What is the Difference Between Ed.D. and Ph.D. in Education?
Reviewed by Jon Konen, District Superintendent
Are you looking to further your education in the field of education but can’t decide what type of program to choose? Look no further for the answers to your questions. After obtaining your Master’s Degree in Education, you have a couple of different choices if you choose to continue to a doctoral degree; a Ph.D. in Education or an Ed.D..
Knowing the key differences between these two Doctoral degrees in Education can help you decide which path is best for you. While both degrees focus on higher learning in the field of education, each has different curriculum requirements, different foci and can lead to different types of jobs after graduation.
Should I Get a Doctorate in Education? What are the Differences in Ed.D. and Ph.D. Curriculum?
The most important difference to point out between a Ph.D. in Education and an Ed.D. is the focus of curriculum in each program. While both degrees focus on a higher level of education beyond a master’s degree, the Ph.D. is typically used by educators who want to continue teaching. The Ph.D. in Education program focuses on furthering your knowledge as an educator and conducting research that enhances the profession and educational system as a whole.
In both Doctoral programs, courses can cover curriculum development and ways to improve learning in the classroom. As your coursework progresses, Ph.D. in Education programs generally require work that is conducted outside of the traditional classroom, whereas Ed.D. programs generally only require in-classroom work. If you are working towards your Ed.D., you will likely study curriculum geared towards solving problems in the educational system as an administrator or trainer and much of the focus will be on the application of your knowledge base to systems of learning.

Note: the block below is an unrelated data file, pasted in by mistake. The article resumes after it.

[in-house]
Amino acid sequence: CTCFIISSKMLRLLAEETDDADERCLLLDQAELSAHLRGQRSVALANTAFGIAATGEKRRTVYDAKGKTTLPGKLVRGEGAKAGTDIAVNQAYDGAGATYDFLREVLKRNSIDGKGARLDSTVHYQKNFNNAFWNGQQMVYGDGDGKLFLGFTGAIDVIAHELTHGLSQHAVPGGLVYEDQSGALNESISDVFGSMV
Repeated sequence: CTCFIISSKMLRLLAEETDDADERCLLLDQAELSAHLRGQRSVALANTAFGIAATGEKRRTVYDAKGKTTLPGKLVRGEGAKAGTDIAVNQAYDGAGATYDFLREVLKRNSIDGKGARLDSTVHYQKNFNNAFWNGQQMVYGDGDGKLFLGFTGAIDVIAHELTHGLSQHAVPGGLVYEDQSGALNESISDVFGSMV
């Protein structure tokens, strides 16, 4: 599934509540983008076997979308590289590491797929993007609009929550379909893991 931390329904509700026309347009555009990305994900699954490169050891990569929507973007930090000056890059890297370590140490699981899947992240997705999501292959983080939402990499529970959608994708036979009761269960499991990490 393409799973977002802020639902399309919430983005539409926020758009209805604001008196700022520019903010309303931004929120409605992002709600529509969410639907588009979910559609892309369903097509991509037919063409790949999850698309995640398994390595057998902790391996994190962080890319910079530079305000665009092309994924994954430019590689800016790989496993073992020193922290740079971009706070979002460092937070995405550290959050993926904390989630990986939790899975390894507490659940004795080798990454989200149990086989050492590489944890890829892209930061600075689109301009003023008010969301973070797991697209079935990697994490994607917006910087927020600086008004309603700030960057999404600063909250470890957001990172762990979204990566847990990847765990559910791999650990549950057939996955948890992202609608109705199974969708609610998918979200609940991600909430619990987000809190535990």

There are a few curriculum differences in the two courses of study. While both degrees require a set number of hours and a cumulative project, often projects for Ed. D. programs consist of workshops and research in the community, such as implementing a program in a classroom and reporting the findings. Meanwhile, since the goal of a Ph. D. in education is to continue teaching and researching, generally, teaching-related internships and research are required along with a dissertation to obtain your degree.
Difference in Career Choices Between Ed.D. and Ph.D. Degree Holders
Knowing the difference between a Ph. D. in education and an Ed. D. is important in deciding which path in education you would most enjoy. Both a Ph. D. in education and an Ed. D. are intended to extend a teacher’s knowledge and practice in education, but have difference in where the knowledge is extended. You can typically specialize in both Doctorate in Education programs, depending upon the segment of the population or area of educational study you plan to use your degree in.
Common specialization tracks for both degree types can include:
- Early Childhood Education
- Special Education
- Adult Education
- Teacher Leadership
- Curriculum, Instruction and Learning
If you choose to pursue the Ed.D. route, you may also choose to specialize in different leadership tracts such as Administrative Leadership, Higher Education Leadership, Reading and Literacy Leadership or College Teaching and Learning. The Ph.D. in education specialties you can choose from include Educational Technology or Global and Comparative Education.
What Can I Do With A Ph.D In Education?
If you work towards your Ph.D. in education, you will usually look to seek employment as a college professor, so you should want to teach and conduct research at the collegiate level. On the other hand, if you work towards your Ed.D., you will likely seek a position in administration or as a community or district-wide leader, implementing goals to improve schools or curriculum in your area.
According to the Bureau of Labor Statistics, postsecondary teachers in 2020 made a median salary of $80,790 per year, with postsecondary education administrators bringing home an average of $97,500 per year.